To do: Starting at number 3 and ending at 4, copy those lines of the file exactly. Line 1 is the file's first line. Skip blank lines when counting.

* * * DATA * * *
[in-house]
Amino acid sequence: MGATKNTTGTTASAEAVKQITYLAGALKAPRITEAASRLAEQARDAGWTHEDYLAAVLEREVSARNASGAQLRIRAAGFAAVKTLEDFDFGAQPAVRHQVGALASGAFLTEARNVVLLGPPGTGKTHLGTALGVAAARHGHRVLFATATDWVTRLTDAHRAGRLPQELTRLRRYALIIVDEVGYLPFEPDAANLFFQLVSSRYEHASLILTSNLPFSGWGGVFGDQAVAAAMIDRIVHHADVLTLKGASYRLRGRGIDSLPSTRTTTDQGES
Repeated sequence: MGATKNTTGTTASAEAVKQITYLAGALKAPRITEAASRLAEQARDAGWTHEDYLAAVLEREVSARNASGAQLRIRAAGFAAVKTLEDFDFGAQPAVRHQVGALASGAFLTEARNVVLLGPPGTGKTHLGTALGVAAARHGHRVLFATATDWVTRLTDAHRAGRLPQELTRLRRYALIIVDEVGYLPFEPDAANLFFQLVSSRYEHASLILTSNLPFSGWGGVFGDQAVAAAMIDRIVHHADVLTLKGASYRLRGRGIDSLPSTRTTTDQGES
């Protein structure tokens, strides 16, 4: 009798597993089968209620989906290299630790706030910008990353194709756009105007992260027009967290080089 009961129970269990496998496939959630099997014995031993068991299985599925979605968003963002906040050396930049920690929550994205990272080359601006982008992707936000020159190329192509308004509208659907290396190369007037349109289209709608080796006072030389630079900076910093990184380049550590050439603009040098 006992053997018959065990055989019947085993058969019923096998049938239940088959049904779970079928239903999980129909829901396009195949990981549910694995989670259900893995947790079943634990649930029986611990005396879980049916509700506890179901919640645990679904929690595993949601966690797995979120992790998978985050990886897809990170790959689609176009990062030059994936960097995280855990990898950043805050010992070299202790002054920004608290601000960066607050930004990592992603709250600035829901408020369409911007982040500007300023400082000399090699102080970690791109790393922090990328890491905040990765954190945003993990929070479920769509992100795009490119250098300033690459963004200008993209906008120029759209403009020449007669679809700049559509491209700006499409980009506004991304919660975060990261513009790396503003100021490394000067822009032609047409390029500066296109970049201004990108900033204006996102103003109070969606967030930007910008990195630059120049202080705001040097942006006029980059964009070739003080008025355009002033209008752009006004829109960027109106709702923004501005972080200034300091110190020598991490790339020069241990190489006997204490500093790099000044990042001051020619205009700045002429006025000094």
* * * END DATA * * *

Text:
Repeated sequence: MGATKNTTGTTASAEAVKQITYLAGALKAPRITEAASRLAEQARDAGWTHEDYLAAVLEREVSARNASGAQLRIRAAGFAAVKTLEDFDFGAQPAVRHQVGALASGAFLTEARNVVLLGPPGTGKTHLGTALGVAAARHGHRVLFATATDWVTRLTDAHRAGRLPQELTRLRRYALIIVDEVGYLPFEPDAANLFFQLVSSRYEHASLILTSNLPFSGWGGVFGDQAVAAAMIDRIVHHADVLTLKGASYRLRGRGIDSLPSTRTTTDQGES
């Protein structure tokens, strides 16, 4: 009798597993089968209620989906290299630790706030910008990353194709756009105007992260027009967290080089 009961129970269990496998496939959630099997014995031993068991299985599925979605968003963002906040050396930049920690929550994205990272080359601006982008992707936000020159190329192509308004509208659907290396190369007037349109289209709608080796006072030389630079900076910093990184380049550590050439603009040098 006992053997018959065990055989019947085993058969019923096998049938239940088959049904779970079928239903999980129909829901396009195949990981549910694995989670259900893995947790079943634990649930029986611990005396879980049916509700506890179901919640645990679904929690595993949601966690797995979120992790998978985050990886897809990170790959689609176009990062030059994936960097995280855990990898950043805050010992070299202790002054920004608290601000960066607050930004990592992603709250600035829901408020369409911007982040500007300023400082000399090699102080970690791109790393922090990328890491905040990765954190945003993990929070479920769509992100795009490119250098300033690459963004200008993209906008120029759209403009020449007669679809700049559509491209700006499409980009506004991304919660975060990261513009790396503003100021490394000067822009032609047409390029500066296109970049201004990108900033204006996102103003109070969606967030930007910008990195630059120049202080705001040097942006006029980059964009070739003080008025355009002033209008752009006004829109960027109106709702923004501005972080200034300091110190020598991490790339020069241990190489006997204490500093790099000044990042001051020619205009700045002429006025000094």